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Rocky Mountain Power proposes $3 billion wind energy plan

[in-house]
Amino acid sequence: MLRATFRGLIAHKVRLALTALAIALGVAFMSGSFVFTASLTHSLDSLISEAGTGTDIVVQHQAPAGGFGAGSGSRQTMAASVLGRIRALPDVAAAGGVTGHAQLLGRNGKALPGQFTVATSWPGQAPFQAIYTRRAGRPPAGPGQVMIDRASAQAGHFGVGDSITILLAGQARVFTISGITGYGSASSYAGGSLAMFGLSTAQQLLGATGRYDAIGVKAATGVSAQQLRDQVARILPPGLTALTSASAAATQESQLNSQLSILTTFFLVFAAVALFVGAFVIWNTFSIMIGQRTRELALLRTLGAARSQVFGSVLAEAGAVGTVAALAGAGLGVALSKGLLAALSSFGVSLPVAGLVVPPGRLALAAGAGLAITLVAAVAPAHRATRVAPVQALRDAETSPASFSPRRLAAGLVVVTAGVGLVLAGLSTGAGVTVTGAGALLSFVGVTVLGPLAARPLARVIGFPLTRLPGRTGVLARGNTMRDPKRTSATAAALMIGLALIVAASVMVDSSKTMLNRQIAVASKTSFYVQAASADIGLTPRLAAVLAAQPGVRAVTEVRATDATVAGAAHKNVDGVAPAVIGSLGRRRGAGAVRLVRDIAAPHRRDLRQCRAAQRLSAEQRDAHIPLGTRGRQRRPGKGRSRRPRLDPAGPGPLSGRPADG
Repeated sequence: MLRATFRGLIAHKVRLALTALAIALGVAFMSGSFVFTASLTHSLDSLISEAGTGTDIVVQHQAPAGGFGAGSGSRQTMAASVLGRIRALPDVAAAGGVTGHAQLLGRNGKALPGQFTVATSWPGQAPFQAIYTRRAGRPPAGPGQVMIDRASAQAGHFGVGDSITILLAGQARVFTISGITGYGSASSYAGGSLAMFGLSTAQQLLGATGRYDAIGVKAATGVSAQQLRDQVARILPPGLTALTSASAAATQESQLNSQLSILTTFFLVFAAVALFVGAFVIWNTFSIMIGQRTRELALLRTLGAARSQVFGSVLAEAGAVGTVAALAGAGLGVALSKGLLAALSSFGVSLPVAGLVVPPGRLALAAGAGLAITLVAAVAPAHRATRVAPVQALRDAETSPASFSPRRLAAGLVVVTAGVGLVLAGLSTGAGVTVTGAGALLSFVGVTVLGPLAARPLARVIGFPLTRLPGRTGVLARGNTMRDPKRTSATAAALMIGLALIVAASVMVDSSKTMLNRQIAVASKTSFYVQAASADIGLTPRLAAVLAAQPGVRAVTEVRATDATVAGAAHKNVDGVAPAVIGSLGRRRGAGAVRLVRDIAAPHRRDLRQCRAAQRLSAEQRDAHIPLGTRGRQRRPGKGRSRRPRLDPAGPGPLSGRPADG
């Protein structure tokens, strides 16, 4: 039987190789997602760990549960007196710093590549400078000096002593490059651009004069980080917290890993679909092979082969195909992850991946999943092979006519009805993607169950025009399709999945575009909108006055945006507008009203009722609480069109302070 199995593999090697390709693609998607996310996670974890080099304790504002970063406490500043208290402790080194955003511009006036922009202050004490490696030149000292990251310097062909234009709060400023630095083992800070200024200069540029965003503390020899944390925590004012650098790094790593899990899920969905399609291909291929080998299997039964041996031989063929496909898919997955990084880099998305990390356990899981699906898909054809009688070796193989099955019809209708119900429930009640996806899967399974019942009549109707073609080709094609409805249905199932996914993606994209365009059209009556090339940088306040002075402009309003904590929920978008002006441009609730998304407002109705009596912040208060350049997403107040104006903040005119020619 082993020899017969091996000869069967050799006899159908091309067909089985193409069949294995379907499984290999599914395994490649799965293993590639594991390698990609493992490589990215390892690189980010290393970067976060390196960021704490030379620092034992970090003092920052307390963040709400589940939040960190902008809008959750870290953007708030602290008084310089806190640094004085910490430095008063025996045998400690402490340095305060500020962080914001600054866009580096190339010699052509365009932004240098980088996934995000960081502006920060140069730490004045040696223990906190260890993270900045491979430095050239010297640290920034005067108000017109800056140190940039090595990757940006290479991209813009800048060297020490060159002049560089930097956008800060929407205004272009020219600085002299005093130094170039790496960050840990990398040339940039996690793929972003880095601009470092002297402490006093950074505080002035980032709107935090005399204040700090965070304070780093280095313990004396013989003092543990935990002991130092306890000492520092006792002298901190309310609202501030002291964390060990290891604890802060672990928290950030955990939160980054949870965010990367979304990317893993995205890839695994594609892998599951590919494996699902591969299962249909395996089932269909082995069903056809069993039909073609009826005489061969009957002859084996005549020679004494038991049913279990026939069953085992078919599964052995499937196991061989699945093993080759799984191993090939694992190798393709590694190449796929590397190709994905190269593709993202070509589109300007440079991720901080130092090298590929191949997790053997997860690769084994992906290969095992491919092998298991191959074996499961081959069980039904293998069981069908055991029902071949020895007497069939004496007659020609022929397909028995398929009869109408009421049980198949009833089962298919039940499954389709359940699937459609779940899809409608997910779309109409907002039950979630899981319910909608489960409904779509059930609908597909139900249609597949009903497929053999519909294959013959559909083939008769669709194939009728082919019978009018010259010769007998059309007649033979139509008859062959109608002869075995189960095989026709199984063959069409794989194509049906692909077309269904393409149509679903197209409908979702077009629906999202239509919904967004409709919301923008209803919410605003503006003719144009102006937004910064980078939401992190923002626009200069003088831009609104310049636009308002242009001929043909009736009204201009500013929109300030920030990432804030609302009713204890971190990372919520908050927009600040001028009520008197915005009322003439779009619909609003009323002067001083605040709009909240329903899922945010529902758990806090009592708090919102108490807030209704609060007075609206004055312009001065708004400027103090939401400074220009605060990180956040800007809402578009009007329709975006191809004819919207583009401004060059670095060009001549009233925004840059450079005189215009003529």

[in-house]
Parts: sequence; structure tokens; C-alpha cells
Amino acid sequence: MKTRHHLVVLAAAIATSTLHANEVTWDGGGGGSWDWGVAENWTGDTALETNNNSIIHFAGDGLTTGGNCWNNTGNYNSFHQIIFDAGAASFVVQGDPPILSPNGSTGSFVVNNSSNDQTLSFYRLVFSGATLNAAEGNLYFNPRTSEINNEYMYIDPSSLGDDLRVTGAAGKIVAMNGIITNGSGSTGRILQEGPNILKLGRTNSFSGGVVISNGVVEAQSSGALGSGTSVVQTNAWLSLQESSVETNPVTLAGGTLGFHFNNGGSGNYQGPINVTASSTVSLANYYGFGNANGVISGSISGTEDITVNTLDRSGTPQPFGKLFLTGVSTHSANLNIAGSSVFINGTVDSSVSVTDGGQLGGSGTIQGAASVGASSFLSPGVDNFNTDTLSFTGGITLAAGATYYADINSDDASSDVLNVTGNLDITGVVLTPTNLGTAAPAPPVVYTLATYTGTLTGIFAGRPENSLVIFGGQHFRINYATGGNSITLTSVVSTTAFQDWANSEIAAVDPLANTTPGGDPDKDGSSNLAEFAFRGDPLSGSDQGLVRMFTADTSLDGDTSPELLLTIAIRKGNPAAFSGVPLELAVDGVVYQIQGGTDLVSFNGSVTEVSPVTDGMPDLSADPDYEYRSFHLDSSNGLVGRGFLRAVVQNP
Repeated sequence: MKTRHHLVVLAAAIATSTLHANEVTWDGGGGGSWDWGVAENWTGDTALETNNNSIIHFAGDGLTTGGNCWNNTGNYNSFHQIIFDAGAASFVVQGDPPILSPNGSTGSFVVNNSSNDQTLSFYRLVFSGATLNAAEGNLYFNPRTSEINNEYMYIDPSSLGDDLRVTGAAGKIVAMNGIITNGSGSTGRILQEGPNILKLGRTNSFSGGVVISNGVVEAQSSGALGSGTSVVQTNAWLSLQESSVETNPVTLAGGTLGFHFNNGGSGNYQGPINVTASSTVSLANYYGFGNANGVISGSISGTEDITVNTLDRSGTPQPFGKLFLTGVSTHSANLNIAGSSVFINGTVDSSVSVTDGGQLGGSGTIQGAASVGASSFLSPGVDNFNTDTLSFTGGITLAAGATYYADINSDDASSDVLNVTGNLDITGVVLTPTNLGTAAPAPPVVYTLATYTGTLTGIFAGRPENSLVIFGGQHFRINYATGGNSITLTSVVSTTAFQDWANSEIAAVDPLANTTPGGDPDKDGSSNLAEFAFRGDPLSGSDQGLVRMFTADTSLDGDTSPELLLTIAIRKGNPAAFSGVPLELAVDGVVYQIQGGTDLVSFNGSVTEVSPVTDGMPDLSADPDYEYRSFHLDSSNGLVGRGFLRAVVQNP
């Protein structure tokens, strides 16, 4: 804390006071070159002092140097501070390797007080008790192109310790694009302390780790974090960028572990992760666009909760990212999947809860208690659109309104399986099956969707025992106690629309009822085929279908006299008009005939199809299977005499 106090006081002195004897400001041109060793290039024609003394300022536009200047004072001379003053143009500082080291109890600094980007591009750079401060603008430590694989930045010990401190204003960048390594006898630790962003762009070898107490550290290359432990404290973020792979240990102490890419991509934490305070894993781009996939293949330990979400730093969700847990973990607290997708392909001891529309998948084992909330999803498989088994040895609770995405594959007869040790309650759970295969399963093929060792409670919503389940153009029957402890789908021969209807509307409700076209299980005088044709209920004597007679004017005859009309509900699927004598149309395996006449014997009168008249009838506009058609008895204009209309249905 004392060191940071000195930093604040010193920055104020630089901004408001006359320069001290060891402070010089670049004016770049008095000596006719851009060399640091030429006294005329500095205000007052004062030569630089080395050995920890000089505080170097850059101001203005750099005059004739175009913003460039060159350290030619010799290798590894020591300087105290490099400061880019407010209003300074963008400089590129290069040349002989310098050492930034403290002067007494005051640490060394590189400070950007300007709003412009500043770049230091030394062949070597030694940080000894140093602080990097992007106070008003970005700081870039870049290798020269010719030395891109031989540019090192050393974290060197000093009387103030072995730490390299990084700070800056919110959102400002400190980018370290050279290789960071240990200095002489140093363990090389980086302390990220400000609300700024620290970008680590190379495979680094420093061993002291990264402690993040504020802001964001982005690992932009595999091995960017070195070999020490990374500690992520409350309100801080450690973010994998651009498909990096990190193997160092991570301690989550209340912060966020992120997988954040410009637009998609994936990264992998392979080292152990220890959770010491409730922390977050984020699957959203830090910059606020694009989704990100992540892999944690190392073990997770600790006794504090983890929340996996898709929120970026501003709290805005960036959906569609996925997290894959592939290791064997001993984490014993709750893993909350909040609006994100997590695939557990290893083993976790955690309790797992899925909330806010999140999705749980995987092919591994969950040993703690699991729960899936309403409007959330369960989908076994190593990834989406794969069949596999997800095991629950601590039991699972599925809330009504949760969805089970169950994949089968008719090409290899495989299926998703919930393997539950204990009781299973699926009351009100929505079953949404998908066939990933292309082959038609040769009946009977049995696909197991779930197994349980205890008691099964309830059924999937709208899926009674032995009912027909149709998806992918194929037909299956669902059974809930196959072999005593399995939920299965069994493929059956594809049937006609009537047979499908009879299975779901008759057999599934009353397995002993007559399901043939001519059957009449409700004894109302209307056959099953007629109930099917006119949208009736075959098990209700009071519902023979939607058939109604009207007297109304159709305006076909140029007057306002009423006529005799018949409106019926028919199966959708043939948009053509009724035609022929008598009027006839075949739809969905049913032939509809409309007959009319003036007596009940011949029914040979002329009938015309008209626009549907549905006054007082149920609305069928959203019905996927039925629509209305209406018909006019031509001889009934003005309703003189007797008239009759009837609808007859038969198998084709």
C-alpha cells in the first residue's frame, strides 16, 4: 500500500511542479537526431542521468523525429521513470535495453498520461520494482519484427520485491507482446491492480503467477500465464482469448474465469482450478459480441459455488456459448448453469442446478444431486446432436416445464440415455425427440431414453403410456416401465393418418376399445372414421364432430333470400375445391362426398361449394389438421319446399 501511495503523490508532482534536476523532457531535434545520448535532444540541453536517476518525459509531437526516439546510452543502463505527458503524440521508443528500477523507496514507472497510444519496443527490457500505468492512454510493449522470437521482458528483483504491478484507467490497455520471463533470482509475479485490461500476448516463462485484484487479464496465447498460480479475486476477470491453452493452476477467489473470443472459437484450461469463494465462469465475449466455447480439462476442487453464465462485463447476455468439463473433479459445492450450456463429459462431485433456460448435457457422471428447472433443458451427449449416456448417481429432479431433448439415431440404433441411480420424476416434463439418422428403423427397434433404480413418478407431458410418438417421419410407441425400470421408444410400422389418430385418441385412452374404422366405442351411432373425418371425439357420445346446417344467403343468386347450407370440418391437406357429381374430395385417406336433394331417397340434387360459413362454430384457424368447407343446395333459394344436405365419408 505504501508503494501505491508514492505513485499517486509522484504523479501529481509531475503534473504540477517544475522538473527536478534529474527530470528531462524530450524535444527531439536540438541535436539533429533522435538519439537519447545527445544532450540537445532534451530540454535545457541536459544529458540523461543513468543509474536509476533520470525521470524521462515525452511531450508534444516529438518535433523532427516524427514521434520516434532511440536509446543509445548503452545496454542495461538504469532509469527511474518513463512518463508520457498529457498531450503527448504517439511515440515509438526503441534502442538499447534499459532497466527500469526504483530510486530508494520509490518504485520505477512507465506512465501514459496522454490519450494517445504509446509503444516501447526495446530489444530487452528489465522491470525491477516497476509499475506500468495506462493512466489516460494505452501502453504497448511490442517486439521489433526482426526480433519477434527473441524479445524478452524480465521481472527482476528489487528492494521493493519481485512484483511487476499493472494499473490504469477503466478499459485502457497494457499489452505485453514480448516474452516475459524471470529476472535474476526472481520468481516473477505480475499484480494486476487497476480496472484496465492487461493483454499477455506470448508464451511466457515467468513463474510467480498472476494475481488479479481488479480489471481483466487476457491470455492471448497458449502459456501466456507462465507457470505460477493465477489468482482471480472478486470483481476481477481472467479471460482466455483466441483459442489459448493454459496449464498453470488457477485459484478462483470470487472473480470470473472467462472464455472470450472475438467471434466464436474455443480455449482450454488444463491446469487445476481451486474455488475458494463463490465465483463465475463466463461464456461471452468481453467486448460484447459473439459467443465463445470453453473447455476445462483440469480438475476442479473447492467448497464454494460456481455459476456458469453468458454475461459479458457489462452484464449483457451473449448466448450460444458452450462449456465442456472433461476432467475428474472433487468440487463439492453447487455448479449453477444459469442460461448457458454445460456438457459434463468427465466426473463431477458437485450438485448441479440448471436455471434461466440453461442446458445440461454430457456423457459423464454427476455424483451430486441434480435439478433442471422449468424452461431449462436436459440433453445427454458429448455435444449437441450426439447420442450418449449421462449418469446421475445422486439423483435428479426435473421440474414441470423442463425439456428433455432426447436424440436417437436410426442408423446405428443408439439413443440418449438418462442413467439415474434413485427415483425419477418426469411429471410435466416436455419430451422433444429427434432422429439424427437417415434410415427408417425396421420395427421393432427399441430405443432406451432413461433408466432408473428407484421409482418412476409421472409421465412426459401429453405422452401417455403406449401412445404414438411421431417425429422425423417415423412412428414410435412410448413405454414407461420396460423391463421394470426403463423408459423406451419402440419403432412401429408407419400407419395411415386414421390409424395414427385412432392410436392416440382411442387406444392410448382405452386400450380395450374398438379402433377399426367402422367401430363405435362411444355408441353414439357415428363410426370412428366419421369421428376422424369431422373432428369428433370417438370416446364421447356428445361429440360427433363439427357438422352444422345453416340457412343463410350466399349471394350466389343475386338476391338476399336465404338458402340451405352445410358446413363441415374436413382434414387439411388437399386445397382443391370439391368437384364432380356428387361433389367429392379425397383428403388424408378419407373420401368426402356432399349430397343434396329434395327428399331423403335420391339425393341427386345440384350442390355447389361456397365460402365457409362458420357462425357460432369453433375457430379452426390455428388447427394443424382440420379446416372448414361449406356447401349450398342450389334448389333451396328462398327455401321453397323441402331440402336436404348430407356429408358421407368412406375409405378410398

Rocky Mountain Power is asking the Idaho Public Utilities Commission (PUC) to approve its plans to acquire four wind farms in Wyoming, upgrade 13 existing wind facilities, and improve its transmission system. The projects will cost about $3.13 billion and significantly boost the company’s wind generation capacity. The utility believes the transmission projects are needed to relieve congestion on the transmission system and improve its ability to manage the intermittent load produced by wind. Rocky Mountain Power wants the projects’ capital cost to be incorporated into customer rates. The company is also asking for approval of Certificates of Public Convenience and Necessity (CPCN). State law requires a public utility to obtain a CPCN before construction certain facilities or infrastructure. The utility contends the certificates are necessary because the projects are part of its long-term plan. In its latest resource plan, Rocky Mountain Power identified wind energy as the “least-cost, least-risk resource when compared to other energy sources” for reliably meeting customer demand over a 20-year period. Rocky Mountain Power also asked the Idaho PUC to act quickly so it can meet deadlines for federal renewable electricity production tax credits. To do that, the projects must be in operation by the end of 2020 in order to achieve the full benefit of the production tax credits. The Idaho PUC will allow interested parties to intervene in the case until August 8. Intervenors are usually customer groups. The PUC is expected to announce dates for customer workshops, hearings, and comment deadlines at a later date.

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